Transformation of energy

Brayton cycle

Brayton cycle

The Brayton Cycle, also known as the gas turbine cycle, is a thermodynamic cycle that describes the operation of gas turbines, a type of engine widely used in industrial, aeronautical, and power generation applications.

This cycle provides a detailed description of how thermal energy is converted to mechanical energy using a gas workflow.

Cycle processes

The Brayton cycle consists of four main thermodynamic processes

  1. Isothermal compression.
  2. Constant pressure heating.
  3. Isothermal expansion.
  4. Constant pressure cooling.

These processes are represented in a TS (temperature-entropy) and PV (pressure-volume) diagram, which allows the performance and characteristics of the cycle to be analyzed.

Brayton cycle

Isothermal compression

The cycle begins with isothermal compression, where ambient air is compressed adiabatically in a compressor, increasing its pressure and temperature.

This process is carried out so that the temperature of the gas remains constant, which requires the removal of the heat generated during compression.

Constant pressure heating

The compressed air is then directed into the combustion chamber, where fuel is injected and burned, generating a significant increase in the temperature and pressure of the gas at constant pressure.

Isothermal expansion

The next process is isothermal expansion, where hot gas expands through a turbine, converting some of the thermal energy into mechanical energy, which is used to drive the compressor and any load connected to the turbine shaft.

During this expansion, the temperature of the gas remains constant, and the work done by the turbine is calculated by the pressure-volume integral on the Pv diagram.

Constant pressure cooling

Finally, the cooled gas is routed through a heat exchanger or constant pressure chiller, where excess heat is removed before the cycle begins again. This process maintains the thermal efficiency of the cycle by preventing the exhaust gas from having too high a temperature.

Features of the Brayton cycle

An important feature of the Brayton cycle is its ability to operate in an open or closed system.

In an open system, the intake air is taken from the surroundings and discharged after passing through the turbine, while in a closed system, the air is continuously recirculated. This flexibility allows the cycle to be adapted to different applications and operating conditions.

Another important parameter is the maximum to minimum pressure ratio, which describes the pressure difference between the inlet and outlet of the turbine. A higher pressure ratio can increase turbine power output, but can also increase thermal and mechanical loads on system components.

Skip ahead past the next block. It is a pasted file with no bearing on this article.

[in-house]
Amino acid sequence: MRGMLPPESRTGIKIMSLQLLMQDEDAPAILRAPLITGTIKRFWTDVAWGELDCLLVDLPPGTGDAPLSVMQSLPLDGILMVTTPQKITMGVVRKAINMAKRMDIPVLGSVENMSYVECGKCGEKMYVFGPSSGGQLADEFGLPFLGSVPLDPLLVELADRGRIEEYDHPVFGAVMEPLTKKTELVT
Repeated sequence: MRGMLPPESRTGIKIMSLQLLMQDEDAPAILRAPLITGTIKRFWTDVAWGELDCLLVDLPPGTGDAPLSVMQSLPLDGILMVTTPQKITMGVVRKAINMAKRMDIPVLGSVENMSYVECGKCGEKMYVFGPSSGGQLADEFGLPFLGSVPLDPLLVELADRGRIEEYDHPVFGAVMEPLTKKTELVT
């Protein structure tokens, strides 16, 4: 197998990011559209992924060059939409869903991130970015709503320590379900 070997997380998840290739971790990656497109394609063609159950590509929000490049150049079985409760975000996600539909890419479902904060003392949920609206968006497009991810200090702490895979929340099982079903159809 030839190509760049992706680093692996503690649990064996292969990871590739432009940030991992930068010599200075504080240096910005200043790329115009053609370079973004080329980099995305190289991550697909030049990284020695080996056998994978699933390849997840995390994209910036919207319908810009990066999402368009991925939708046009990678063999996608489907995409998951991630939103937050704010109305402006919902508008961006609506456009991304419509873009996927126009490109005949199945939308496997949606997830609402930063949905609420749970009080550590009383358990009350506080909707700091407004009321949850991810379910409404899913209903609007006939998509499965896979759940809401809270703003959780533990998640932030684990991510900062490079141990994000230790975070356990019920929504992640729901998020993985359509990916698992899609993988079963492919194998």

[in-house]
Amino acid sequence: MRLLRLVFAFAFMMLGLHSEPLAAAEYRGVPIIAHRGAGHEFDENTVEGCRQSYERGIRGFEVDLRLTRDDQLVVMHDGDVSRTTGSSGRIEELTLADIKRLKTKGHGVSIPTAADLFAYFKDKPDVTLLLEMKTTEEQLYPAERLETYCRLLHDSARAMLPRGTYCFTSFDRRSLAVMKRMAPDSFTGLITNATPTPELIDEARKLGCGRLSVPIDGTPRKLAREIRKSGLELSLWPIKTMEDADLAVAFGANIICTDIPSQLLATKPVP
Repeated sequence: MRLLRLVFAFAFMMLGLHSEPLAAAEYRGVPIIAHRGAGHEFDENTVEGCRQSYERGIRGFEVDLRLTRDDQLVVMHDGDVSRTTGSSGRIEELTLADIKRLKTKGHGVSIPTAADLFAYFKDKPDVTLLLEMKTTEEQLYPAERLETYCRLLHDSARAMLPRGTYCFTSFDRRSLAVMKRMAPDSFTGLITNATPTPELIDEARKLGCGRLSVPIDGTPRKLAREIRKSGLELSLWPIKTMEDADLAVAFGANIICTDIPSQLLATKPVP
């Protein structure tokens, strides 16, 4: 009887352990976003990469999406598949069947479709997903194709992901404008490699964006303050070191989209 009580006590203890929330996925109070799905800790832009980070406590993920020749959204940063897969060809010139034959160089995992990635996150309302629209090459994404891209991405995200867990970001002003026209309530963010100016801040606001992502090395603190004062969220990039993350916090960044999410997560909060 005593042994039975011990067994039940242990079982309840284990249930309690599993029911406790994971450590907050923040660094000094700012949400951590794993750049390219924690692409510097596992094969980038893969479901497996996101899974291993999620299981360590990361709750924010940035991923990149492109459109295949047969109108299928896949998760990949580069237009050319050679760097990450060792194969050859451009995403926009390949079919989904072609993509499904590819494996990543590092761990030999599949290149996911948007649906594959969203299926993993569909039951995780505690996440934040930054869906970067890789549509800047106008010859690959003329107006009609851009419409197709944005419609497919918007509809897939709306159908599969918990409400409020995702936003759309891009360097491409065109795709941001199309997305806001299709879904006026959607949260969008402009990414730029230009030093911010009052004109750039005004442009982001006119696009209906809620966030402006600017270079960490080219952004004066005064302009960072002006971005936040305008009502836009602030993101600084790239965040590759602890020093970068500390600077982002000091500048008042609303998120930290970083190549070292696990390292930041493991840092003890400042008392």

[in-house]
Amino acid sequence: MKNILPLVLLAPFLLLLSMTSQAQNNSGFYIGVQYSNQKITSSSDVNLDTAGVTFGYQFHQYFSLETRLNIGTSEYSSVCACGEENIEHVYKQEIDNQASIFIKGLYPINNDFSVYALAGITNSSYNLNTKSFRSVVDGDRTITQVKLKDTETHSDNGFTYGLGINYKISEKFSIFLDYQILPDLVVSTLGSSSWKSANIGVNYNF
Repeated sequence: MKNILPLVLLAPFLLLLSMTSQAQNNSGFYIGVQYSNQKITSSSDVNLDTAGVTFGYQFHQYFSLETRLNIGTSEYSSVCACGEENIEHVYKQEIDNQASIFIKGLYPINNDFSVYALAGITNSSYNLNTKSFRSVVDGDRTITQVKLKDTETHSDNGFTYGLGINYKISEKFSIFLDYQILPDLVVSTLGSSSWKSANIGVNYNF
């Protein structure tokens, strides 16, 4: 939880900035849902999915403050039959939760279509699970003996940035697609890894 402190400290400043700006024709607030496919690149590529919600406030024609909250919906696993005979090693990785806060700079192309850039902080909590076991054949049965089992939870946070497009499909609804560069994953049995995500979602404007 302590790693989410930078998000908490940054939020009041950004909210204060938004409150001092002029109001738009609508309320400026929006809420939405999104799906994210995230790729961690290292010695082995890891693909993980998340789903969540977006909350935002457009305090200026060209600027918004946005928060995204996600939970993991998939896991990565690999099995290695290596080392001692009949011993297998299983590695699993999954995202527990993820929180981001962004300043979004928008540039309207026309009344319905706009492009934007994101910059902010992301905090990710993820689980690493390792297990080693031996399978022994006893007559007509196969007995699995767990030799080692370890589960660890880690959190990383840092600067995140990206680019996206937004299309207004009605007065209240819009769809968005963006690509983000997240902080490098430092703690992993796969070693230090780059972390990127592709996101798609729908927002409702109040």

The performance of the Brayton cycle can be evaluated by various parameters such as thermal efficiency, compression ratio, and maximum to minimum pressure ratio.

The thermal efficiency of the cycle is defined as the relationship between the net work done by the turbine and the heat supplied in the combustion chamber. Higher thermal efficiency indicates a more effective conversion of thermal energy into mechanical work.

The compression ratio, on the other hand, is the ratio between the maximum pressure and the minimum pressure in the cycle. A higher compression ratio usually leads to higher thermal efficiency as it increases the temperature difference between the turbine inlet and outlet. However, an excessive increase in compression ratio can increase compression losses and reduce cycle efficiency.

Application Examples

The Brayton cycle is used in a variety of both industrial and commercial applications due to its efficiency and versatility.

Some examples of these applications are:

  1. Gas turbines for electric power generation : Gas turbines operating on the Brayton cycle are widely used in power plants to generate electricity. These turbines can run on a wide range of fuels, including natural gas, oil and biogas. They are especially useful in combined cycle applications, where waste heat from the turbine is used to generate steam and power an additional steam turbine, thus increasing the overall efficiency of the plant.
  2. Aeronautical propulsion : These engines, also known as jet engines or turbofans, compress incoming air, heat it by burning fuel, and then expand it through a series of turbines to generate thrust. They are highly efficient in terms of thrust per unit of fuel consumption and are essential for modern aviation.
  3. Gas turbines for industrial applications : Gas turbines based on the Brayton cycle are used in a variety of industrial applications, such as gas compression, pump driving and power generation in remote installations or on offshore platforms. These turbines can run on a variety of fuels and can be tailored to meet a wide range of power and load requirements.
  4. Naval propulsion : Warships and merchant ships use gas turbines based on this thermodynamic cycle for propulsion. These engines offer high power relative to their weight and size, making them ideal for marine applications where space and weight are limited. Additionally, their ability to run on a variety of fuels makes them suitable for offshore operations.
  5. Space propulsion : The Brayton cycle is also used in propulsion systems for spacecraft. Closed-cycle rocket engines, which use a working fluid as a propellant and operate according to the principles of the Brayton cycle, are used for attitude control maneuvers and orbital changes in satellites and spacecraft.
Publication Date: April 24, 2024
Last Revision: April 24, 2024